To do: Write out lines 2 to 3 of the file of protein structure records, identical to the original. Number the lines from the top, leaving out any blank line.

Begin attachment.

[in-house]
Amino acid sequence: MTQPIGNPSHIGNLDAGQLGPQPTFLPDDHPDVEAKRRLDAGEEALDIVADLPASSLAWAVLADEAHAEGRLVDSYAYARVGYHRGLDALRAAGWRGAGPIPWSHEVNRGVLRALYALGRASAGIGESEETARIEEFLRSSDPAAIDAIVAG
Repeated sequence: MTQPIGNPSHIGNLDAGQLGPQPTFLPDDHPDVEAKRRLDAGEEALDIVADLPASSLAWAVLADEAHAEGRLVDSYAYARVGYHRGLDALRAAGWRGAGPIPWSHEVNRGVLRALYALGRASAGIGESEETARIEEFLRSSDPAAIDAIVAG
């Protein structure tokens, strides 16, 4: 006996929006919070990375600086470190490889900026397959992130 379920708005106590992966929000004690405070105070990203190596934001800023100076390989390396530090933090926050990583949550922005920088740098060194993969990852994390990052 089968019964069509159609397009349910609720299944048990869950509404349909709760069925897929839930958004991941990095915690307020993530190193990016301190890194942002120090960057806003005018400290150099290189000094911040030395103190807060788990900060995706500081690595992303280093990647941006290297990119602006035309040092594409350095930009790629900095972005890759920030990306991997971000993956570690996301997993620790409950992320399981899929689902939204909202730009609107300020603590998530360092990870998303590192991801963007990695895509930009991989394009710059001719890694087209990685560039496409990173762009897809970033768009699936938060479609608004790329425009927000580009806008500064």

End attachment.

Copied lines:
Amino acid sequence: MTQPIGNPSHIGNLDAGQLGPQPTFLPDDHPDVEAKRRLDAGEEALDIVADLPASSLAWAVLADEAHAEGRLVDSYAYARVGYHRGLDALRAAGWRGAGPIPWSHEVNRGVLRALYALGRASAGIGESEETARIEEFLRSSDPAAIDAIVAG
Repeated sequence: MTQPIGNPSHIGNLDAGQLGPQPTFLPDDHPDVEAKRRLDAGEEALDIVADLPASSLAWAVLADEAHAEGRLVDSYAYARVGYHRGLDALRAAGWRGAGPIPWSHEVNRGVLRALYALGRASAGIGESEETARIEEFLRSSDPAAIDAIVAG